Community internships equally benefit students, neighborhoods

Five University students are gaining vital work experience through the Southeast Como Improvement Association.

Barry Lytton

Even though the University of Minnesota’s main campus technically spans as far north as Eighth Street Southeast, many students extend their education into its surrounding neighborhood associations.

It’s a mutually beneficial relationship, said Ricardo McCurley, director of the Southeast Como Improvement Association — which currently employs five University students as interns.

While the students get to autonomously spearhead neighborhood programs, he said, SECIA benefits from their labor, and they play an integral role in the organization’s success.

“No. 1, they add a student voice,” McCurley said, adding that most of the neighborhood’s student residents live there for a couple of years without getting engaged. “So that [their] voice is there … we kind of artificially populate that.”

McCurley said interns work on a variety of projects, some low-level — like office work or labor-intensive tasks — or larger-scale endeavors, like writing grant proposals for SECIA.

The students, who have been sophomores, seniors and even graduate scholars in the past, have played a hand in all kinds of projects, he said.

This year, one of the association’s interns is scanning Southeast Como for flat roofing that can be readily equipped with green-friendly technology.

Another intern, urban studies senior Cody Olsen,  said his year and a half of SECIA work has run the gamut from helping write five grants to pitching in on summer gardening.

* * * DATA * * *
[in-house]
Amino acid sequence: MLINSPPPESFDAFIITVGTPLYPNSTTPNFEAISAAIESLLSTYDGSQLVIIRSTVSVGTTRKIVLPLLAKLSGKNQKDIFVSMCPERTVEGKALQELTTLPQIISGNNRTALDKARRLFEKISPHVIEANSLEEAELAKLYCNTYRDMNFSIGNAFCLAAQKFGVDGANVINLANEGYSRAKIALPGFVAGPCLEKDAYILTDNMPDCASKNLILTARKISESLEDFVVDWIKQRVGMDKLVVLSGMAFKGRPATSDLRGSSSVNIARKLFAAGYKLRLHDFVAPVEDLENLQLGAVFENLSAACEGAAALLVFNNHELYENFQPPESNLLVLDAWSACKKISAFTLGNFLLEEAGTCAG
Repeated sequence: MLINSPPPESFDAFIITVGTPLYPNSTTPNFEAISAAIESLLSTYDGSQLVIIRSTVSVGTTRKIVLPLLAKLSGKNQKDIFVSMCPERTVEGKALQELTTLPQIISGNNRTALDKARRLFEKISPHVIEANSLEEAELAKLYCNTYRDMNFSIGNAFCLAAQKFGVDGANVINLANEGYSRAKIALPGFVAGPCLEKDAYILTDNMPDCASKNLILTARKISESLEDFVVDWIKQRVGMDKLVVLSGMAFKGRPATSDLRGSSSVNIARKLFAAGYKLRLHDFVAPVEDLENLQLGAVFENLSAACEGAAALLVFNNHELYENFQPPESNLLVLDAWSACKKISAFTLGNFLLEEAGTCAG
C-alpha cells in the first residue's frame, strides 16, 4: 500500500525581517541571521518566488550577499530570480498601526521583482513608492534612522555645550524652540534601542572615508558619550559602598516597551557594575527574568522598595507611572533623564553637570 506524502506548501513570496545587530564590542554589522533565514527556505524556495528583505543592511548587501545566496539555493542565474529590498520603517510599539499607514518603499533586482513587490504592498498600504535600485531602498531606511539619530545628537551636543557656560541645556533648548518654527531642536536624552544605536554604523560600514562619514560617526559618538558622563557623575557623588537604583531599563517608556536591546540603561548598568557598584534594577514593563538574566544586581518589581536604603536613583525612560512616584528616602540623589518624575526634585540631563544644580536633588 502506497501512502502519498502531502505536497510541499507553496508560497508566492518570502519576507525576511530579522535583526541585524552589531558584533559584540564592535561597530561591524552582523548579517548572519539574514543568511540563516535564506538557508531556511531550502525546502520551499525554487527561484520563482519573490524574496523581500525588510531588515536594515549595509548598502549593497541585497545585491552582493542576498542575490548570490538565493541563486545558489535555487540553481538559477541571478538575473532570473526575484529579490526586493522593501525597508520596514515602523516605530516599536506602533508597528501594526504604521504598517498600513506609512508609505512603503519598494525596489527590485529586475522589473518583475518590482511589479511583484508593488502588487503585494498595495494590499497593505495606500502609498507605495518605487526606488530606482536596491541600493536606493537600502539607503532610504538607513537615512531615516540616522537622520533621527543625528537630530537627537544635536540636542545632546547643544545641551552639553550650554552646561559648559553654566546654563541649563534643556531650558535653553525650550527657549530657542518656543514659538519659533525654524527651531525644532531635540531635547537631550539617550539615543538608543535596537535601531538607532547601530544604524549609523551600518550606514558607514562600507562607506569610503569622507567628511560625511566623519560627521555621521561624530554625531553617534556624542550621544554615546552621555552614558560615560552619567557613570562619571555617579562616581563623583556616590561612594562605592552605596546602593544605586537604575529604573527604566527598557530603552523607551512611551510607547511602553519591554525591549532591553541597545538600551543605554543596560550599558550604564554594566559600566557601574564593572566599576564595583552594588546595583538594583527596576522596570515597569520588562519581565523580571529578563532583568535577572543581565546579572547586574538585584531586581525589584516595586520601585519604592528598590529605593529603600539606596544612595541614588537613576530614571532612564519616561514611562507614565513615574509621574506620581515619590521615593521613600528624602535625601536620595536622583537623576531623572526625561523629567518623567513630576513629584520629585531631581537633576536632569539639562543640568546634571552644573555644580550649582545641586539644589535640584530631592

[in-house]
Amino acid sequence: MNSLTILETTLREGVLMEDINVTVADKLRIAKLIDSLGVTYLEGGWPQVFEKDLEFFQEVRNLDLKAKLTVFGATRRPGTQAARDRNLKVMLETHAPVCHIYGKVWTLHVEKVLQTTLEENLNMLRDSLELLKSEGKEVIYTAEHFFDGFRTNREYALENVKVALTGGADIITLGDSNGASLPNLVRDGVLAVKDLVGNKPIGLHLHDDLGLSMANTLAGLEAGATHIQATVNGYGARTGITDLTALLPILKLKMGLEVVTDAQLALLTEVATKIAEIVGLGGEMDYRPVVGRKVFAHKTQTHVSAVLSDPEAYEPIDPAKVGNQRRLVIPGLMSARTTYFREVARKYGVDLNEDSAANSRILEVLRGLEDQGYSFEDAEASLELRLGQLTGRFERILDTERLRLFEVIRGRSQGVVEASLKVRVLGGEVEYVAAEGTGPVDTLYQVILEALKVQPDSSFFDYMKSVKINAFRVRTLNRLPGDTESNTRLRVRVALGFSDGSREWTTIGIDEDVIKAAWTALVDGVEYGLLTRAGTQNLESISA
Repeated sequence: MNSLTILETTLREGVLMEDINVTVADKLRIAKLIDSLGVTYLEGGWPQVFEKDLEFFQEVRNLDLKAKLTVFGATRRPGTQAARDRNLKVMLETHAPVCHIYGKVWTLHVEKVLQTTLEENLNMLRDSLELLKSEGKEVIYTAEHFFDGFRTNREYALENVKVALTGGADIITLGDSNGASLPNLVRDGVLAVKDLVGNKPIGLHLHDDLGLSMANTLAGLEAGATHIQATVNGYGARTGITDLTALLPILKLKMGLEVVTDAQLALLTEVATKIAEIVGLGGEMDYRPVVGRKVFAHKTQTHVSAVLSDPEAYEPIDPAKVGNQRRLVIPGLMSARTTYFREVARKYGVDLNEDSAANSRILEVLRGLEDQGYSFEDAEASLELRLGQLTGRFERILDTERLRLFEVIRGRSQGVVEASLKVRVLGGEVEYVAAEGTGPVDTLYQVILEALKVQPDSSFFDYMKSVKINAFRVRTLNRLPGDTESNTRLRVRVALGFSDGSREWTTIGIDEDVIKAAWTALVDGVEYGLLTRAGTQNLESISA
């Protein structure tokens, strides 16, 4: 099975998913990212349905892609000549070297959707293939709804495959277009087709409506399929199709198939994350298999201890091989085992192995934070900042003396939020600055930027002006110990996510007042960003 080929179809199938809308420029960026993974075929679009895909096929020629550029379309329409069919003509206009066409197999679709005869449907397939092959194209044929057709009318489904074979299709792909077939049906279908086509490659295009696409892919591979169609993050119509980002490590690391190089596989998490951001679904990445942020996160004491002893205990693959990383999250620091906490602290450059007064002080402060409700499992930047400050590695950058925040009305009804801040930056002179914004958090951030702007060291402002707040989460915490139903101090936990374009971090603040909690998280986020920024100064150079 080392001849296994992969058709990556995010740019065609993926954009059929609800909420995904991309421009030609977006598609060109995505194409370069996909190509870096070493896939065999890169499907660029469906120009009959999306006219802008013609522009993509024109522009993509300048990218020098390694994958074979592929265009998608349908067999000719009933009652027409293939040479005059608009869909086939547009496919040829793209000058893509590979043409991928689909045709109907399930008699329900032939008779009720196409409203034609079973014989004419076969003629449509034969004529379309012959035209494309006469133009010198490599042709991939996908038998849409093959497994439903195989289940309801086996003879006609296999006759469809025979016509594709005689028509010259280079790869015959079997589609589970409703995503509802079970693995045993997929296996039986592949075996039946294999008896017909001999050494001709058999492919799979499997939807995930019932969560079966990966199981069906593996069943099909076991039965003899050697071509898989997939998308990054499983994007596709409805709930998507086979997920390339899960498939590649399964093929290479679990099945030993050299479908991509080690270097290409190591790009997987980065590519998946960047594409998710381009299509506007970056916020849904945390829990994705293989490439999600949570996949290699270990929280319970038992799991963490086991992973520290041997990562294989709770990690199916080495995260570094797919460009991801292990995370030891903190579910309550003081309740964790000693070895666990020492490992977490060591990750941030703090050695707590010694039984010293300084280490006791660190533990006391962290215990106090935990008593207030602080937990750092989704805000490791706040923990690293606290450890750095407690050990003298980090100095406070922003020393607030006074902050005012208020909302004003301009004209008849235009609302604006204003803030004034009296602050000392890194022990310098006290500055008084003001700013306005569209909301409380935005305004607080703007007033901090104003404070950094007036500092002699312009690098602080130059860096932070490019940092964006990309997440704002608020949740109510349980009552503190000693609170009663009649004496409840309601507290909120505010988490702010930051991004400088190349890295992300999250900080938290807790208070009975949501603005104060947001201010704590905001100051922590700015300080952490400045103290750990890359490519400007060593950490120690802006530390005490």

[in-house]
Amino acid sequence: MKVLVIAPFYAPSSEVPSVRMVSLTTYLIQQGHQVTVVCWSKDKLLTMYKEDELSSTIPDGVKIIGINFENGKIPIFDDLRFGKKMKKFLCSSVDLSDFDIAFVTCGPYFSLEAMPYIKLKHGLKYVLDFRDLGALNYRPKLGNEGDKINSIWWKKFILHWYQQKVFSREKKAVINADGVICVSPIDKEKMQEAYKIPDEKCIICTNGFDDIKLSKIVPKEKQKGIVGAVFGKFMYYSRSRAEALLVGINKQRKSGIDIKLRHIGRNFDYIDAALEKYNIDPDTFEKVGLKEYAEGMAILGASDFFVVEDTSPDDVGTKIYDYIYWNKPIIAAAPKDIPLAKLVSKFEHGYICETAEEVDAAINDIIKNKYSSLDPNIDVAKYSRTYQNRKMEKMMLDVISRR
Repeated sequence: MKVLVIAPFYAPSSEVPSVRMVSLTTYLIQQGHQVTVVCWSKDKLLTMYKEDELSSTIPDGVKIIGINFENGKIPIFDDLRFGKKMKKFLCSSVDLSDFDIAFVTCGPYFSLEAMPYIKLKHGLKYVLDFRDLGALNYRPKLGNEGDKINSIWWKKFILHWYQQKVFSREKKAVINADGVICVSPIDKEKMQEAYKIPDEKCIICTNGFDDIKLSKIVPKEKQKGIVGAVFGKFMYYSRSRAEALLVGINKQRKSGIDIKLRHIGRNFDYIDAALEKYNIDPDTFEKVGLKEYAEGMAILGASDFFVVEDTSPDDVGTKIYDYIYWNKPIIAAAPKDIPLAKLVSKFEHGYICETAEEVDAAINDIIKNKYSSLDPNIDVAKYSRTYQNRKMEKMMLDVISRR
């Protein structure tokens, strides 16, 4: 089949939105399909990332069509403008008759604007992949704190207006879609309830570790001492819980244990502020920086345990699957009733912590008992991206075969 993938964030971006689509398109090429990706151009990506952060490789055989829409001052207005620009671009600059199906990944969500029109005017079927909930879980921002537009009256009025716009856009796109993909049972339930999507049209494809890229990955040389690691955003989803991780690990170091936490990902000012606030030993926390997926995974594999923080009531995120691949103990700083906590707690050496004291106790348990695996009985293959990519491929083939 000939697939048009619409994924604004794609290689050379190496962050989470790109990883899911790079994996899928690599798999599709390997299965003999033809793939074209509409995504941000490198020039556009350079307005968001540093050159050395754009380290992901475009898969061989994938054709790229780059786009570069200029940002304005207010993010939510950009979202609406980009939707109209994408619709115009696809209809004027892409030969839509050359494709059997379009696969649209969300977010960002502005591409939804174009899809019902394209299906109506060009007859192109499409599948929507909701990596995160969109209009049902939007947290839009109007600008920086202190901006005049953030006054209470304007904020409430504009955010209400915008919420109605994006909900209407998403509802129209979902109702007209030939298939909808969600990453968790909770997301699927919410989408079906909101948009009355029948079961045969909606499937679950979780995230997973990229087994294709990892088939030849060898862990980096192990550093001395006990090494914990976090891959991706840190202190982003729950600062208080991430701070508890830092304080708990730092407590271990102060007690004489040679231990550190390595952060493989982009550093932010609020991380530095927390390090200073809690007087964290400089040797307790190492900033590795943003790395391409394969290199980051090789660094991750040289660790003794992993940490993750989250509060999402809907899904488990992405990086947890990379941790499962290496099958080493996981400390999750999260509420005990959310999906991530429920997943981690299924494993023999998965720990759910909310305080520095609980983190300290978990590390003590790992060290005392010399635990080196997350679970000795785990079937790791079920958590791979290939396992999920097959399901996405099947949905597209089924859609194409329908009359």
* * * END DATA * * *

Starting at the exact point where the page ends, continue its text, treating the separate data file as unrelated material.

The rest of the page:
“You get a lot of hands-on experience dealing with issues in the community, issues that face the city — it’s something extremely important in my major,” he said.

Olsen said the internship has been a useful career move because it has provided him with pertinent experience and helped him clarify his future ambitions.

“My time at SECIA has really helped me understand what I do and I don’t want in a career,” he said.

Olsen is one of about 5,000 students and faculty members who are matched with nonprofit organizations in the University area through the school’s Community Service-Learning Center’s courses, said Laurel Hirt, the center’s coordinator.

Annalee Mason, another SECIA intern, said she has continued her relationship with the neighborhood group almost a year after her initial introduction to the association through a CSLC course.

Like Olsen, Mason said the internship has shaped her educational experience, helping veer her path of study to one that is more ecologically focused.

“It opened a lot of doors,” she said. “It opened my mind to the prospect of what else is out there and made me much more interested in environmental issues.”

Mason said she feels lucky to be working in a neighborhood coalition — a gratitude that she said is a testament to the program’s success.

“Ricardo does not take any help he can get for granted. He not only appreciates, but respects the interns,” she said “I don’t think I’ve ever been treated like a student.”